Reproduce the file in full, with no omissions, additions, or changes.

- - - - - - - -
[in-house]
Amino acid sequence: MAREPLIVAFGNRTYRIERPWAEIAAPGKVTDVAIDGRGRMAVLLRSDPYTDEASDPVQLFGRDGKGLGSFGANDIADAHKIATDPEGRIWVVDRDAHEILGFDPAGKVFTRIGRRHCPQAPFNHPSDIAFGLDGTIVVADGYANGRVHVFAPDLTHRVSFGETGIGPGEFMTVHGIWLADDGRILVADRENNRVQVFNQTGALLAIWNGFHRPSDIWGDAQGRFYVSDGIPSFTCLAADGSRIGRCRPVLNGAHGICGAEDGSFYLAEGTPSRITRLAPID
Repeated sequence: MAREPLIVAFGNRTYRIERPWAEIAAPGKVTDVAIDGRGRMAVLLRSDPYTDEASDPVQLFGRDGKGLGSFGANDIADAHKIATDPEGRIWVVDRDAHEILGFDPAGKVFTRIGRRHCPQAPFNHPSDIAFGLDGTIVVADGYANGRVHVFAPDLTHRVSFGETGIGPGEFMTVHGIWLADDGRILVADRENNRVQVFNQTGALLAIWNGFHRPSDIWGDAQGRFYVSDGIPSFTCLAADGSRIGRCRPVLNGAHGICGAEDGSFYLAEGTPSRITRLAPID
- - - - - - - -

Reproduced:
[in-house]
Amino acid sequence: MAREPLIVAFGNRTYRIERPWAEIAAPGKVTDVAIDGRGRMAVLLRSDPYTDEASDPVQLFGRDGKGLGSFGANDIADAHKIATDPEGRIWVVDRDAHEILGFDPAGKVFTRIGRRHCPQAPFNHPSDIAFGLDGTIVVADGYANGRVHVFAPDLTHRVSFGETGIGPGEFMTVHGIWLADDGRILVADRENNRVQVFNQTGALLAIWNGFHRPSDIWGDAQGRFYVSDGIPSFTCLAADGSRIGRCRPVLNGAHGICGAEDGSFYLAEGTPSRITRLAPID
Repeated sequence: MAREPLIVAFGNRTYRIERPWAEIAAPGKVTDVAIDGRGRMAVLLRSDPYTDEASDPVQLFGRDGKGLGSFGANDIADAHKIATDPEGRIWVVDRDAHEILGFDPAGKVFTRIGRRHCPQAPFNHPSDIAFGLDGTIVVADGYANGRVHVFAPDLTHRVSFGETGIGPGEFMTVHGIWLADDGRILVADRENNRVQVFNQTGALLAIWNGFHRPSDIWGDAQGRFYVSDGIPSFTCLAADGSRIGRCRPVLNGAHGICGAEDGSFYLAEGTPSRITRLAPID